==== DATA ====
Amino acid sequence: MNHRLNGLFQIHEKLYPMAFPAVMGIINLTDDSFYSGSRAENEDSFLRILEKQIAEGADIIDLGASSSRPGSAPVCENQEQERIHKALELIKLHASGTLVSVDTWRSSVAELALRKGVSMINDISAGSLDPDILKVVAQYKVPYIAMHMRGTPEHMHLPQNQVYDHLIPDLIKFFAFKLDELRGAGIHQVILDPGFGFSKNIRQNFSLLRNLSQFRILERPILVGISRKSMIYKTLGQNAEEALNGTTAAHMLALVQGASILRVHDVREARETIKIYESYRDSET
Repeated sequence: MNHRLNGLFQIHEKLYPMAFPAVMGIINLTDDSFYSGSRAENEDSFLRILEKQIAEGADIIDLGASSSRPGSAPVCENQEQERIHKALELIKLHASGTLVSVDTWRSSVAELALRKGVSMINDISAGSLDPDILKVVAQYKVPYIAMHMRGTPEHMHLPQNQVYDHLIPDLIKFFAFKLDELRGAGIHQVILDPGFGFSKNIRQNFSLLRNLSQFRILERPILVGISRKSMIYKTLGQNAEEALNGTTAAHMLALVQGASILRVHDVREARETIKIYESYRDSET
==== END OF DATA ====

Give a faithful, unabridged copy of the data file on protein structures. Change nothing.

Amino acid sequence: MNHRLNGLFQIHEKLYPMAFPAVMGIINLTDDSFYSGSRAENEDSFLRILEKQIAEGADIIDLGASSSRPGSAPVCENQEQERIHKALELIKLHASGTLVSVDTWRSSVAELALRKGVSMINDISAGSLDPDILKVVAQYKVPYIAMHMRGTPEHMHLPQNQVYDHLIPDLIKFFAFKLDELRGAGIHQVILDPGFGFSKNIRQNFSLLRNLSQFRILERPILVGISRKSMIYKTLGQNAEEALNGTTAAHMLALVQGASILRVHDVREARETIKIYESYRDSET
Repeated sequence: MNHRLNGLFQIHEKLYPMAFPAVMGIINLTDDSFYSGSRAENEDSFLRILEKQIAEGADIIDLGASSSRPGSAPVCENQEQERIHKALELIKLHASGTLVSVDTWRSSVAELALRKGVSMINDISAGSLDPDILKVVAQYKVPYIAMHMRGTPEHMHLPQNQVYDHLIPDLIKFFAFKLDELRGAGIHQVILDPGFGFSKNIRQNFSLLRNLSQFRILERPILVGISRKSMIYKTLGQNAEEALNGTTAAHMLALVQGASILRVHDVREARETIKIYESYRDSET